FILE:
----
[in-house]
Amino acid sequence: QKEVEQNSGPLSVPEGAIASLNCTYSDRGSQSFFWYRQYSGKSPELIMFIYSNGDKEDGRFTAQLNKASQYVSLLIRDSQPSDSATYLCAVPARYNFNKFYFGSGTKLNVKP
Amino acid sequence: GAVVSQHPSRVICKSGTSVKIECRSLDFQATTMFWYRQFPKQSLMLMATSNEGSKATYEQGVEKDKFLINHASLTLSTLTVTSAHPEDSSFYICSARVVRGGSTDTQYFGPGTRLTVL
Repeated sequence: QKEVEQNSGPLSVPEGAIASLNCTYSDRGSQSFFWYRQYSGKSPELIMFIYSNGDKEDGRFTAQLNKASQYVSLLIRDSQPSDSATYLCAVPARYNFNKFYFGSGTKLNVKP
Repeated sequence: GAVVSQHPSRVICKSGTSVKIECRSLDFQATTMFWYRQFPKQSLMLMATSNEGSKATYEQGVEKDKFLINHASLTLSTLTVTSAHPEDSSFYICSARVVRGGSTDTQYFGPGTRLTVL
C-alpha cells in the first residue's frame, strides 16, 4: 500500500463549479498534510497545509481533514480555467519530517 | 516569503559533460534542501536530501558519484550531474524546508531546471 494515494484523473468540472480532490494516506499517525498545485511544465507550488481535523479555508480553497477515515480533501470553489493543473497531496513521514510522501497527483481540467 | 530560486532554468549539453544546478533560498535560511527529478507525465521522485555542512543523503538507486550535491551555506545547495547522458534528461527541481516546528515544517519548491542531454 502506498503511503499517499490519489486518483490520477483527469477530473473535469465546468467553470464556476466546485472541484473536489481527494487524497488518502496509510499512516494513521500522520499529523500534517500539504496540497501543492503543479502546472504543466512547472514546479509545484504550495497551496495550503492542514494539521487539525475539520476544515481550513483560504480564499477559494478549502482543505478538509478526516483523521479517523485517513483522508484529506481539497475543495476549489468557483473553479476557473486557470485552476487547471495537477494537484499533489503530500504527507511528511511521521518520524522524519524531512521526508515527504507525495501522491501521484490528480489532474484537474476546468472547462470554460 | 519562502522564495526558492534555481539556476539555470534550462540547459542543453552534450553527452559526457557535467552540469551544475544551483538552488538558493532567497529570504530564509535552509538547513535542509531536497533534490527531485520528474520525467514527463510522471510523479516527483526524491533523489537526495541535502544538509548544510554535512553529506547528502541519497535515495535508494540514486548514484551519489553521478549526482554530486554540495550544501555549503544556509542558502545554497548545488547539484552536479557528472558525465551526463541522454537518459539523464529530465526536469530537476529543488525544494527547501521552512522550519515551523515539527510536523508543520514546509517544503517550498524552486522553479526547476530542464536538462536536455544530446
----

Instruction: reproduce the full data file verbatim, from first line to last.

[in-house]
Amino acid sequence: QKEVEQNSGPLSVPEGAIASLNCTYSDRGSQSFFWYRQYSGKSPELIMFIYSNGDKEDGRFTAQLNKASQYVSLLIRDSQPSDSATYLCAVPARYNFNKFYFGSGTKLNVKP
Amino acid sequence: GAVVSQHPSRVICKSGTSVKIECRSLDFQATTMFWYRQFPKQSLMLMATSNEGSKATYEQGVEKDKFLINHASLTLSTLTVTSAHPEDSSFYICSARVVRGGSTDTQYFGPGTRLTVL
Repeated sequence: QKEVEQNSGPLSVPEGAIASLNCTYSDRGSQSFFWYRQYSGKSPELIMFIYSNGDKEDGRFTAQLNKASQYVSLLIRDSQPSDSATYLCAVPARYNFNKFYFGSGTKLNVKP
Repeated sequence: GAVVSQHPSRVICKSGTSVKIECRSLDFQATTMFWYRQFPKQSLMLMATSNEGSKATYEQGVEKDKFLINHASLTLSTLTVTSAHPEDSSFYICSARVVRGGSTDTQYFGPGTRLTVL
C-alpha cells in the first residue's frame, strides 16, 4: 500500500463549479498534510497545509481533514480555467519530517 | 516569503559533460534542501536530501558519484550531474524546508531546471 494515494484523473468540472480532490494516506499517525498545485511544465507550488481535523479555508480553497477515515480533501470553489493543473497531496513521514510522501497527483481540467 | 530560486532554468549539453544546478533560498535560511527529478507525465521522485555542512543523503538507486550535491551555506545547495547522458534528461527541481516546528515544517519548491542531454 502506498503511503499517499490519489486518483490520477483527469477530473473535469465546468467553470464556476466546485472541484473536489481527494487524497488518502496509510499512516494513521500522520499529523500534517500539504496540497501543492503543479502546472504543466512547472514546479509545484504550495497551496495550503492542514494539521487539525475539520476544515481550513483560504480564499477559494478549502482543505478538509478526516483523521479517523485517513483522508484529506481539497475543495476549489468557483473553479476557473486557470485552476487547471495537477494537484499533489503530500504527507511528511511521521518520524522524519524531512521526508515527504507525495501522491501521484490528480489532474484537474476546468472547462470554460 | 519562502522564495526558492534555481539556476539555470534550462540547459542543453552534450553527452559526457557535467552540469551544475544551483538552488538558493532567497529570504530564509535552509538547513535542509531536497533534490527531485520528474520525467514527463510522471510523479516527483526524491533523489537526495541535502544538509548544510554535512553529506547528502541519497535515495535508494540514486548514484551519489553521478549526482554530486554540495550544501555549503544556509542558502545554497548545488547539484552536479557528472558525465551526463541522454537518459539523464529530465526536469530537476529543488525544494527547501521552512522550519515551523515539527510536523508543520514546509517544503517550498524552486522553479526547476530542464536538462536536455544530446